First Baptist Church helps feed orphans in Haiti

Wednesday, November 7, 2018

Keeling: ‘[It helps] children that are getting out of slavery in the mountains’

The First Baptist Church of Cassville is partnering up with The Pack Shack of Bentonville, Ark., for a meal packing event to help Grace for Orphans Ministry. All the meals will be sent to an orphanage in Haiti.

Scott Conover, First Baptist Church youth pastor, said the Pack Shack will bring people to the First Baptist Church in Cassville, set up and run the party. Then the volunteers from the First Baptist Church will pack the meals for the orphanage.

“They bring a team and throw a packing party for any group or organization to pack meals to feed any non-profit that they choose, at very little cost,” Conover said. “They will be coming on Nov. 16 for students and families to help pack meals for Grace for Orphans Ministry. Then, the students will be playing laser tag afterward in our gymnasium.”

According to Conover, this summer, the First Baptist Church high school girls youth group went to Haiti on a mission trip and worked with Grace for Orphans, which operates an orphanage in Haiti.

“The youth group spent a week in June as a mission trip,” Conover said. “They led Bible studies, fed people who where there and really helped in any way.”

Conover said when they were in Haiti, they found many issues that the people deal with.

“One of those issues is they go every week to get their food, after they received their paycheck from the director of the orphanage located in the United States,” Conover said. “Once they get the money, they go into the nearest town to get the food. However, sometimes there are riots that are going on.

“They, in turn, cannot go into town to buy food, so they may not have food for a week.”

According to Conover, this ministry is to help give the orphanage a security net, so they could still eat for a week, or so, in case they were not able to get into town.

“This is an opportunity to care for those who are in need of food,” Conover said. “Also, this is a way for us to share the gospel with them as well. The people who are able to satisfy their physical needs, as far as food and sustinance, can also satisfy their spiritual needs as well, through Christ.”

Conover said he is excited to be able to do this and give the opportunity for the church’s students to serve the people of Haiti.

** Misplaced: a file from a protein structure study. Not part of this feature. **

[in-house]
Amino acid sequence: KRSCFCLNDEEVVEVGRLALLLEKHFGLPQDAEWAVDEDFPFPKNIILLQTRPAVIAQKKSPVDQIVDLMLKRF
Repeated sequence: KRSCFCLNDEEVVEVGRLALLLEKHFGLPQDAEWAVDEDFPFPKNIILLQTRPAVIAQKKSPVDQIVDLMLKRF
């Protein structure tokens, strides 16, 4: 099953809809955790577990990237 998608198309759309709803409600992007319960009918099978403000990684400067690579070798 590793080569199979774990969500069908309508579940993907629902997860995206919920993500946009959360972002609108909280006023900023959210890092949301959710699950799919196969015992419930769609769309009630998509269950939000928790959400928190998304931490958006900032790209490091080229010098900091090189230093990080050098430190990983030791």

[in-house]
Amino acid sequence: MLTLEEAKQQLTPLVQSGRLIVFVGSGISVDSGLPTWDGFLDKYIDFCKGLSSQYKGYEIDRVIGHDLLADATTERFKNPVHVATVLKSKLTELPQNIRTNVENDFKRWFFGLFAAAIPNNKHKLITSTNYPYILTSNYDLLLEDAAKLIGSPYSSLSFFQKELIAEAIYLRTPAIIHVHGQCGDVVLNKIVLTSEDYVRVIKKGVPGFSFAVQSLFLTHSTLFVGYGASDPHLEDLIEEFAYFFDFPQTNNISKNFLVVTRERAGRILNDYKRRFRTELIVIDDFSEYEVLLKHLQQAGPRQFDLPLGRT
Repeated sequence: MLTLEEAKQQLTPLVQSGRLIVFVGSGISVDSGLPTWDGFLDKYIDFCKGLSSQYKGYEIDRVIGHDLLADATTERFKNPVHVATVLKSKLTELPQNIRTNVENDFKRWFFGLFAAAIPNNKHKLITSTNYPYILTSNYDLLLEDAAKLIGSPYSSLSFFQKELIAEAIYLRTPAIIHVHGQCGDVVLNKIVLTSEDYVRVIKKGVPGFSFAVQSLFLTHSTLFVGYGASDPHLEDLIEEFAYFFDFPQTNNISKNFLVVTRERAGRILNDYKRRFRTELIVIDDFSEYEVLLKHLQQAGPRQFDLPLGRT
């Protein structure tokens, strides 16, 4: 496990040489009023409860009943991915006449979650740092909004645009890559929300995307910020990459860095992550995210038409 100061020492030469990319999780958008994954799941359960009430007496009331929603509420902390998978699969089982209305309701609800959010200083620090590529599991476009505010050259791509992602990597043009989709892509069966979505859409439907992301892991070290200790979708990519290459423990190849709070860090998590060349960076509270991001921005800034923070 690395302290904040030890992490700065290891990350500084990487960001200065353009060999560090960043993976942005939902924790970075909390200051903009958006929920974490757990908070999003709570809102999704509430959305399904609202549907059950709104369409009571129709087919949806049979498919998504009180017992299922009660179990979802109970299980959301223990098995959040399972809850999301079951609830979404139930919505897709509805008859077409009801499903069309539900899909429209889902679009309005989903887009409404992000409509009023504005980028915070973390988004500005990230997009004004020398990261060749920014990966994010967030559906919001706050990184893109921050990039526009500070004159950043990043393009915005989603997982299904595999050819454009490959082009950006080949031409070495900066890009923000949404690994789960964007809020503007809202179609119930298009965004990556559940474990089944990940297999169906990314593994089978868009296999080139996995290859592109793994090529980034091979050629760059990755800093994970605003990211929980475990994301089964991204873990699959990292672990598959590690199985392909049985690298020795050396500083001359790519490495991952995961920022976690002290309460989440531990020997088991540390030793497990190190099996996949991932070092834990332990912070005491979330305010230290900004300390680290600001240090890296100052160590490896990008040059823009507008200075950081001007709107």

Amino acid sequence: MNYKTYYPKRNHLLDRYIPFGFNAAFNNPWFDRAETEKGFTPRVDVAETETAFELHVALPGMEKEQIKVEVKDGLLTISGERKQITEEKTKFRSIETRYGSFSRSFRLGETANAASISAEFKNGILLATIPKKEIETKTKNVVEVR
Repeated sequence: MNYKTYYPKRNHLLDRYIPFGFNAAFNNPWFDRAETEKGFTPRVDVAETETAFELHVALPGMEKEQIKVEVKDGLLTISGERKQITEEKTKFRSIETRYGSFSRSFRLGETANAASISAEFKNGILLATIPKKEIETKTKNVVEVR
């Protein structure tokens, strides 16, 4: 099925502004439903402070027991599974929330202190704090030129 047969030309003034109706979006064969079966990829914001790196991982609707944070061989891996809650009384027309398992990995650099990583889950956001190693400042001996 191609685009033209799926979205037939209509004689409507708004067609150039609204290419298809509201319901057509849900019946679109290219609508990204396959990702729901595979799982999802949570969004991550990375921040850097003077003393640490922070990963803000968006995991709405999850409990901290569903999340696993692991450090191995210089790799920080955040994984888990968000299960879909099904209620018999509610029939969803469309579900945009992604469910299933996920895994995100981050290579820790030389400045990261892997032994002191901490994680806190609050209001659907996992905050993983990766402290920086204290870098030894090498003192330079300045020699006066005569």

Brooke Keeling, of Monett, is the founder and director for the non-profit the church is working with, Redemption for Haiti.

“I started it when I was 18, and it’s kind of an umbrella non-profit,” Keeling said. “We have a feeding program, hospital ministry, street ministry, a part of it that works for child prostitution and what we call safe homes that are orphanages.”

According to Keeling, some of those orphanages are dedicated to children who have been purchased from slavery or children who have learning disabilities.

“The First Baptist Church reached out to me last year with a group of young girls who were asking what opportunities there were for them to help,” Keeling said. “So they actually went and helped in my orphanage with some of the children who had been rescued from slavery. They went down and they painted and fix up projects for the house, they also did a VBS program with the children every night, where each of the girls designed their own lesson, and taught that to the children.”

Keeling said they also took the children to the beach and did fun things, but the idea of going was, of course, to expose the children to a different culture and different part of the world.

“Through this, a lot of the girls fell in love with the children,” Keeling said. “Also, they made long term relationships that have turned into them taking on Redemption for Haiti as one of their projects this year.”

According to Keeling, they are filling a shipping container with donations to send to Haiti.

“My non-profit has used the Pack Shack since Haiti had that flood a couple of years ago,” Keeling said. “Redemption for Haiti is the 501C3, so any donation run through that organization, then Grace for Orphans, is used at one of the safe homes that they own where the supplies will be sent and the youth group went to work.”

According to Keeling, she started this because her entire family is adopted.

“Our parents are Caucasian,” Keeling said. “All of our children are African American. I grew up in a Caucasian society and our parents wanted to expose us to something different.”

Keeling said in 2011, her family went down to Haiti with a relief team, and she fell in love with it.

“I felt like I could be myself there,” Keeling said.

When she came back, she started doing bake sales to help out. Then she filled for a 5O1C3 so it would be official, and when she turned 18, her application was approved.

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